Saturday, May 29, 2010

It’s a (Possible) Living

May 29, 2010

When I went away for a trip, it was rainy and cool most of the time I was visiting. At home they had sunny weather in the 80’s.

When I returned home, it became rainy and cool, while the place I had just left got the 80’s and sunshine.

I know, you’re saying it happens to everyone. BUT: Has anyone else thought of hiring out as a rainmaker? For years I’ve been joking about asking the State of Texas if they’d like to hire me, because I seem to bring the rain there.

And the way this spring has been going in Boise, maybe they’ll pay me to go away! Double-time!

July 10, 2010

July 10, 2010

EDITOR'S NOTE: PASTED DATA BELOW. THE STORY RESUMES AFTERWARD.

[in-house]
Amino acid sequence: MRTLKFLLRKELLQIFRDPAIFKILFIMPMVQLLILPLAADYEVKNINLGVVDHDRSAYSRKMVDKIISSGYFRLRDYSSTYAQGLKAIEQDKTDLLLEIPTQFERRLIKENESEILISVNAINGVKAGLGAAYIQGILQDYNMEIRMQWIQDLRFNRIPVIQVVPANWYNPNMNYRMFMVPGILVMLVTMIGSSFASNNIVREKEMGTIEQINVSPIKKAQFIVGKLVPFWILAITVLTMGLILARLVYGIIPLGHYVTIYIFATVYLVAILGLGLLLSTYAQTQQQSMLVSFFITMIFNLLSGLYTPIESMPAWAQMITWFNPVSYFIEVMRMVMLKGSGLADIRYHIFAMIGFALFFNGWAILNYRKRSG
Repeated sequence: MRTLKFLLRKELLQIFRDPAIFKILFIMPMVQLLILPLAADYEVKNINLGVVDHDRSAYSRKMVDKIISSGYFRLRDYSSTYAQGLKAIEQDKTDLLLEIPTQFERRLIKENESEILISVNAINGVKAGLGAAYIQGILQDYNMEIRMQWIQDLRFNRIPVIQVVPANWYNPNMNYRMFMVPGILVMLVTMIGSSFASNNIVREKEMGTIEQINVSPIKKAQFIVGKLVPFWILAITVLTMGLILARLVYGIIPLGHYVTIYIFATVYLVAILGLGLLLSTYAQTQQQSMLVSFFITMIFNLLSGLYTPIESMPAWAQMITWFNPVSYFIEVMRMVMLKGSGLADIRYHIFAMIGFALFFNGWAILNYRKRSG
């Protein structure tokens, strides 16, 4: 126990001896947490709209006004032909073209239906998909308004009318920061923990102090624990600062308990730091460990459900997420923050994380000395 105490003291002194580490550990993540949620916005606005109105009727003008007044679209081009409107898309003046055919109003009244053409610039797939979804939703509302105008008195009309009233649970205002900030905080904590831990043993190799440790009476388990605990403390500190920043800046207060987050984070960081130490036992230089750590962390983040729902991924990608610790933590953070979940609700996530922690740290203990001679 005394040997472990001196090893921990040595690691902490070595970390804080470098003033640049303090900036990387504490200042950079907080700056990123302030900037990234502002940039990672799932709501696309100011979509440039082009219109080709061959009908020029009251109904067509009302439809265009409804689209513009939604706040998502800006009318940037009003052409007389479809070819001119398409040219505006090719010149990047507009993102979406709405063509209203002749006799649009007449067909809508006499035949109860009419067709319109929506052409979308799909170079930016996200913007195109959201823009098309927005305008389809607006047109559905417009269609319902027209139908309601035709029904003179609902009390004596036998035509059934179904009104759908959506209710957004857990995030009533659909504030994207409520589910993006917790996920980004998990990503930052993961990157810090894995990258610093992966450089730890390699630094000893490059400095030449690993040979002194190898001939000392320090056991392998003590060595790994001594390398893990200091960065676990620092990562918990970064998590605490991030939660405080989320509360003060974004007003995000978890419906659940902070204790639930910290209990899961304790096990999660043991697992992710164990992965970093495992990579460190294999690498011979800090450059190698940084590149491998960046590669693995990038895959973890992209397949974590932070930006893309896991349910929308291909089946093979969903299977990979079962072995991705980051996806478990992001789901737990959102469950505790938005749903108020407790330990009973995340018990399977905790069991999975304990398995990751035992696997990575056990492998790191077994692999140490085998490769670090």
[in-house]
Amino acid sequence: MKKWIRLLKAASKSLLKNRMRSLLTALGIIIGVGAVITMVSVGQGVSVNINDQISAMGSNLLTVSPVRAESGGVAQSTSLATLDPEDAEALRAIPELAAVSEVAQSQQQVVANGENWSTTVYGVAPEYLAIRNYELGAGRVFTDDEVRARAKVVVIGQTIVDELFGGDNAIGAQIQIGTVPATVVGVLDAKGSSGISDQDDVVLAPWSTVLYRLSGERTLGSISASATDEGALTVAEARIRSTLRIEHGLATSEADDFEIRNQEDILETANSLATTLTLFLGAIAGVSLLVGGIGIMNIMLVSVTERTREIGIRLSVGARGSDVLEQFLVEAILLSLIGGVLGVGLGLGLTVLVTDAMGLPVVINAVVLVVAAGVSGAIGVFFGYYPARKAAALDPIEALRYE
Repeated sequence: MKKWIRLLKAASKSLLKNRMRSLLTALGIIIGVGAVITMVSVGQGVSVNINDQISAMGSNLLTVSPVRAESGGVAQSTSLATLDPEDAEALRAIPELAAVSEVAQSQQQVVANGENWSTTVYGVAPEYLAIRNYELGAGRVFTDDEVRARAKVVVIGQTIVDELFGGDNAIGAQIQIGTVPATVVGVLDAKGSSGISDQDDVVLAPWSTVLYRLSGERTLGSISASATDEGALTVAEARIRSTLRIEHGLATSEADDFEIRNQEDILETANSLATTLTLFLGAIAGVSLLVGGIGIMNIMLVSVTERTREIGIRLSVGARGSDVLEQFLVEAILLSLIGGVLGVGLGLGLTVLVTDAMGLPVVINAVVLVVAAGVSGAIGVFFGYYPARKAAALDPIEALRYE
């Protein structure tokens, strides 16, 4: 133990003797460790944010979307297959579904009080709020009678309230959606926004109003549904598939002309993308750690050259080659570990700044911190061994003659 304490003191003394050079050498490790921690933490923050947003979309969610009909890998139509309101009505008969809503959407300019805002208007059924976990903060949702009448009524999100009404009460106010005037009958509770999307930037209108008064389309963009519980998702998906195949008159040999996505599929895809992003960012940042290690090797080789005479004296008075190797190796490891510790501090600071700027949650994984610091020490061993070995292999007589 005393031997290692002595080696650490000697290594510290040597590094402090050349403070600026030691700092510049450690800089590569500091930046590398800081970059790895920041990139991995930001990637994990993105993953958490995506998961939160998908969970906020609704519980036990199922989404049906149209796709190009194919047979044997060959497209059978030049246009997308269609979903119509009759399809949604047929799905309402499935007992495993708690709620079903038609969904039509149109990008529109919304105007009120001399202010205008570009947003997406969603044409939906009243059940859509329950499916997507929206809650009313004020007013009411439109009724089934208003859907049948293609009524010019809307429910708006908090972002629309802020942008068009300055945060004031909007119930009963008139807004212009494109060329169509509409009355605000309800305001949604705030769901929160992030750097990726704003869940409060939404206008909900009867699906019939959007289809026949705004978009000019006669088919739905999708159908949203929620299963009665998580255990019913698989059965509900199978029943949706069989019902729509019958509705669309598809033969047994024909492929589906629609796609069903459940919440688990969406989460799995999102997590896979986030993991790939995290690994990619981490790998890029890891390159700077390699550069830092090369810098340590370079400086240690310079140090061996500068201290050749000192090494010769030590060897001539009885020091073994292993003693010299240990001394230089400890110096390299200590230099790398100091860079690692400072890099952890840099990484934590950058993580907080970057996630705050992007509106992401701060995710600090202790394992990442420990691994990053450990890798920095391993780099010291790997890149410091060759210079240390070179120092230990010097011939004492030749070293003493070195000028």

I seriously have a bad effect on weather. Last night I decided it would be fun to sleep outdoors. It’s the middle of July, we’re in a hot, dry spell, no rain in the forecast…which means that it didn’t start raining until almost 2 a.m.

Did You Think I was Kidding?

May 29, 2010

Two days ago I wrote about Idaho’s excessive number of elections, and how hard it is for voters to find their polling place at any given time.

There is a tiny blurb in today’s paper about voting on how to use school funds. If voters in Meridian, ID agree to move money from the facility levy to the operations budget, Meridian teachers will only take a 3.6% pay cut; if we don’t, then they’ll take a 6.8% pay cut. If you missed the blurb, you may hear about it on the news; or if you have children in school, they may bring home a flyer. Otherwise, good luck finding out about it.

The election is slated for June 8, 2010—exactly 2 weeks after the statewide elections!


(Or I will, if I can find my polling place, of course.)

Thursday, May 27, 2010

Summertime Blues

May 27, 2010